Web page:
KSC's Corporate Connector
Need Workers? We’ve Got ‘Em…
The state’s businesses and industries are growing. That’s terrific news. The workforce, however, is aging, and the skillset changing.
Those, say Daniel Henderson, are great problems for a New Hampshire college to help solve. As Keene State’s corporate relations officer, a position created in 2012, Henderson spends a lot of time talking with business leaders. The conversations, he says, almost invariably revolve around one question: Where are they going to hire the talent to keep their business thriving?
“We have a lot of students from New Hampshire,” Henderson notes, “and a lot of students who stay in New Hampshire after they finish college” – and will be looking for jobs. The College is fortunate to count many companies in the state as partners on specific projects and capital campaigns, and some faculty members regularly network with individual businesses. But Keene State hasn’t had formal and ongoing relationships with the companies that have jobs to offer.
Henderson, who came to KSC after a long career in the corporate world, is working to change that – one business at a time. He’s been bringing faculty members from various disciplines to visit businesses in fields ranging from technology to banking to biotech to filmmaking to automobile sales and more. The idea is to learn about what they do, find out what their needs are, and talk with them about KSC’s programs and curriculum.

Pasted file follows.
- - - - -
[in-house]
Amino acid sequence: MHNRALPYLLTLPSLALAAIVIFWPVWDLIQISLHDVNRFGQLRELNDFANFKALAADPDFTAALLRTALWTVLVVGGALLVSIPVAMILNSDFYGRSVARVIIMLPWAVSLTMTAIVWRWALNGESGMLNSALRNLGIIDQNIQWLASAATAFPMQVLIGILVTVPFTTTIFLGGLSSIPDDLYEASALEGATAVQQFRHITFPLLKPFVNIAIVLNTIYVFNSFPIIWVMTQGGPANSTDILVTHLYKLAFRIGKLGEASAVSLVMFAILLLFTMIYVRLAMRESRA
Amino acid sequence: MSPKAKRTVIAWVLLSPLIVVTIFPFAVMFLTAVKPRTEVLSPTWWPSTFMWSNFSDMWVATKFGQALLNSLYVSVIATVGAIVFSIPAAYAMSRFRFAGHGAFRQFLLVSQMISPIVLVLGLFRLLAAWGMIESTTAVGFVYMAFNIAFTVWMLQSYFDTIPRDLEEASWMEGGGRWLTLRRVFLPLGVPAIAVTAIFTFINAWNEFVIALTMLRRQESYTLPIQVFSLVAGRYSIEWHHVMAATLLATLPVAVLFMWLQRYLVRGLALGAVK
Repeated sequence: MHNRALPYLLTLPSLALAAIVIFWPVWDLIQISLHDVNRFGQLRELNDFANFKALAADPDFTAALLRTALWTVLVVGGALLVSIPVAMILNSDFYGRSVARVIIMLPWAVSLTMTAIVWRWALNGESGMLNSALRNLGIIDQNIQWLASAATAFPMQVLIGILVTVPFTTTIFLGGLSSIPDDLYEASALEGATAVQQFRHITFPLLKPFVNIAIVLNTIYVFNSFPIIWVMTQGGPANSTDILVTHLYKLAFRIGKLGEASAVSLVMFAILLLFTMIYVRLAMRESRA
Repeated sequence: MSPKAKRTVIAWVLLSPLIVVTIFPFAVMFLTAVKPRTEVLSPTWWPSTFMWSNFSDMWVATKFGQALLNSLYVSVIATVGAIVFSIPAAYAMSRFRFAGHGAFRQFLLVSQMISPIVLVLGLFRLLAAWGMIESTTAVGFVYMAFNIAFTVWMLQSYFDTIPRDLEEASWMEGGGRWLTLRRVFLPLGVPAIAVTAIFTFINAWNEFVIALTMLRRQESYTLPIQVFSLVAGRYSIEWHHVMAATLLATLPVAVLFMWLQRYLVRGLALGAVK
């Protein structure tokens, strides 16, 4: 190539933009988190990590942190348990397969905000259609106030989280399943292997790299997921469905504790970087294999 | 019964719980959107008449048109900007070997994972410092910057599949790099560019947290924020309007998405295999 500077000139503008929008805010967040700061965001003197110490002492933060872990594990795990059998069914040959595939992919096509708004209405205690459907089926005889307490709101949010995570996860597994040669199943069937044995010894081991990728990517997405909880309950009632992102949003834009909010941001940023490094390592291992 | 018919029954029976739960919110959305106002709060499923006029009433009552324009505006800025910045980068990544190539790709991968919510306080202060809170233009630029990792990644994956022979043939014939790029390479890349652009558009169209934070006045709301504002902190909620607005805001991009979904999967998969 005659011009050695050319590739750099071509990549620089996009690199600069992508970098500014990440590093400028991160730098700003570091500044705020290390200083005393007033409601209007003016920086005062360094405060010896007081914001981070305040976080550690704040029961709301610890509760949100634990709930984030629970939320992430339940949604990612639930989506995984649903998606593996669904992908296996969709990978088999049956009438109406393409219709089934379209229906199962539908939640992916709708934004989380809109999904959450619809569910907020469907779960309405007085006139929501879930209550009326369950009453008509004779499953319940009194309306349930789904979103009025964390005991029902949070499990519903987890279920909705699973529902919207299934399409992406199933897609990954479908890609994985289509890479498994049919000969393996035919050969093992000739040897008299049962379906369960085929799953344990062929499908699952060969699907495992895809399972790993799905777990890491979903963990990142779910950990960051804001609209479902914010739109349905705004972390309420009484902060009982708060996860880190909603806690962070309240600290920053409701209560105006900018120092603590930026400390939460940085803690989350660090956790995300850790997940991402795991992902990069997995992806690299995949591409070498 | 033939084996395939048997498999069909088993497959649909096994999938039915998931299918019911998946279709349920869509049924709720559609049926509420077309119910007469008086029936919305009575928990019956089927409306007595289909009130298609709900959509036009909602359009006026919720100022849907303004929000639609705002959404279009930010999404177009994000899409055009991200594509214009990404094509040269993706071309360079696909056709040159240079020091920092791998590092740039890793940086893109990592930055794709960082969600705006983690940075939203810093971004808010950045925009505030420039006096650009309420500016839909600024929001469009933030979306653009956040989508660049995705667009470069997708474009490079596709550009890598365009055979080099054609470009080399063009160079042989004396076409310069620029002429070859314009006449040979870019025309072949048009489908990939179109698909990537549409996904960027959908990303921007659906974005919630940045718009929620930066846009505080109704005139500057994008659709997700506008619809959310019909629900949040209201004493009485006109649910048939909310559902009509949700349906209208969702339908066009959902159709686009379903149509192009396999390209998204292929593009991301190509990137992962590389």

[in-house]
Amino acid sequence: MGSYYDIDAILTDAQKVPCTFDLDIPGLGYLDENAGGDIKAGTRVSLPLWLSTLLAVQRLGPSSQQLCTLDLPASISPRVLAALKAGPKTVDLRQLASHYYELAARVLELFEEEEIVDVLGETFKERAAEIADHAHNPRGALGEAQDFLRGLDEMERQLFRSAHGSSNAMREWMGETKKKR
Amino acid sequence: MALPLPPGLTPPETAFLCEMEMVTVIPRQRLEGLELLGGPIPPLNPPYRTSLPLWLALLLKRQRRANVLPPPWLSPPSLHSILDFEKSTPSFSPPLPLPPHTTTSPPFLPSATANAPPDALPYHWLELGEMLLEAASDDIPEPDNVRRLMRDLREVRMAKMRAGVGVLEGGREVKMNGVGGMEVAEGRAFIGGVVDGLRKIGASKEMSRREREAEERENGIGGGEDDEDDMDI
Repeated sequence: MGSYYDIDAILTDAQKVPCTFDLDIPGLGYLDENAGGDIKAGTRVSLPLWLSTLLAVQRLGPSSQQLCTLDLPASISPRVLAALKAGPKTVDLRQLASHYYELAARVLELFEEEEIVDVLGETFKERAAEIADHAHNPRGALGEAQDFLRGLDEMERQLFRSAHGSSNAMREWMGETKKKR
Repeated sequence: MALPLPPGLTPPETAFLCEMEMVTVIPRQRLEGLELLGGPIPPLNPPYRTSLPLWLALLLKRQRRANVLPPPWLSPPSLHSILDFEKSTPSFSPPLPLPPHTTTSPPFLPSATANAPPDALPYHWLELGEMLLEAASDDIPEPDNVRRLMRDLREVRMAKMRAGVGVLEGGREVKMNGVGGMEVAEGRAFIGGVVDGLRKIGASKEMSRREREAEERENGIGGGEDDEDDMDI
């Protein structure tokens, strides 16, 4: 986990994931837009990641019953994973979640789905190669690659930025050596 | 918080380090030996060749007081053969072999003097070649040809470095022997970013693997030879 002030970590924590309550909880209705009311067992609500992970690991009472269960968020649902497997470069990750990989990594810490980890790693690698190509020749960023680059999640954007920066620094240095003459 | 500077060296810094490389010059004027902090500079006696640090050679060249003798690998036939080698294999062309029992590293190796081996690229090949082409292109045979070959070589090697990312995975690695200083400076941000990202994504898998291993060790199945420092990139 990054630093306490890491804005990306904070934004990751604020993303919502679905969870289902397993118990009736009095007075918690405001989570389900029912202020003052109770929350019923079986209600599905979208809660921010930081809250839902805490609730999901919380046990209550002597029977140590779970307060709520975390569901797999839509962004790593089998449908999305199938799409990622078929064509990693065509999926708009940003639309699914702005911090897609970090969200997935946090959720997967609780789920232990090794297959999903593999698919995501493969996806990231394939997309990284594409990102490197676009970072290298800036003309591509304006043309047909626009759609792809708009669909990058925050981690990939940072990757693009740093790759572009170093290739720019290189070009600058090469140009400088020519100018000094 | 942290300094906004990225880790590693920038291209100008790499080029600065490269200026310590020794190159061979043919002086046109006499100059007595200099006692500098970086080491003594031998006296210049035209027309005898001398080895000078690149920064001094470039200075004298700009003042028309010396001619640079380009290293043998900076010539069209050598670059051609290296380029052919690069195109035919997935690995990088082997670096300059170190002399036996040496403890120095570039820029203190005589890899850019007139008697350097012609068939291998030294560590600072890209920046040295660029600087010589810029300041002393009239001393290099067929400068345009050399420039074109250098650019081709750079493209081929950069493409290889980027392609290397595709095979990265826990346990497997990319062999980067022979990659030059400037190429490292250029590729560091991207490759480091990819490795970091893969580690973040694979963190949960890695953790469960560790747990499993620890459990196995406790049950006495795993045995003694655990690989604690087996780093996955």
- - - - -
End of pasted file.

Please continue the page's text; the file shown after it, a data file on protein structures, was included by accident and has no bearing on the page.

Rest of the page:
Some of the positions these companies offer require specific skills acquired through a science or technology major, while others are open to graduates with degrees in the arts and humanities. But all of the business leaders put an emphasis on the so-called “soft skills” that form the basis of a liberal arts background, Henderson notes. “Basic skills like showing up for work on time. Drive, individual initiative. Ability to work in teams.
Resourcefulness, problem solving, analytical skills, good oral and written communication skills, presentation skills – those are all really important things to have. And I think that’s one of the strengths of a liberal arts college – critical thinking.”
The connections that are being forged could lead to internship and co-op opportunities for students, curriculum developed in response to specific industry needs, more visibility for the College in the business and industry community, more workers for New Hampshire companies, and more jobs for Keene State graduates.
One recent success story: Henderson reached out last June to Hitchiner Manufacturing, a foundry that makes precision metal castings for automotive and aerospace applications. Since then, he’s brought faculty members to Hitchiner’s Milford, New Hampshire, plant, and senior managers from Hitchiner have come to the Keene State Campus to tour the Technology, Design, and Safety Center, learn about SPDI, the College’s Sustainable Product Design and Innovation program, and talk with students.
This winter, one of those students, senior Will Ferguson, accepted a position with the firm. After a year of training at Hitchiner’s research and development center, Ferguson will step into an engineering job at the company. And that, says Henderson, “is a home run” for everyone – Hitchiner, Keene State, and Ferguson.
Daniel Henderson can be reached at email@example.com or 603-358-2121.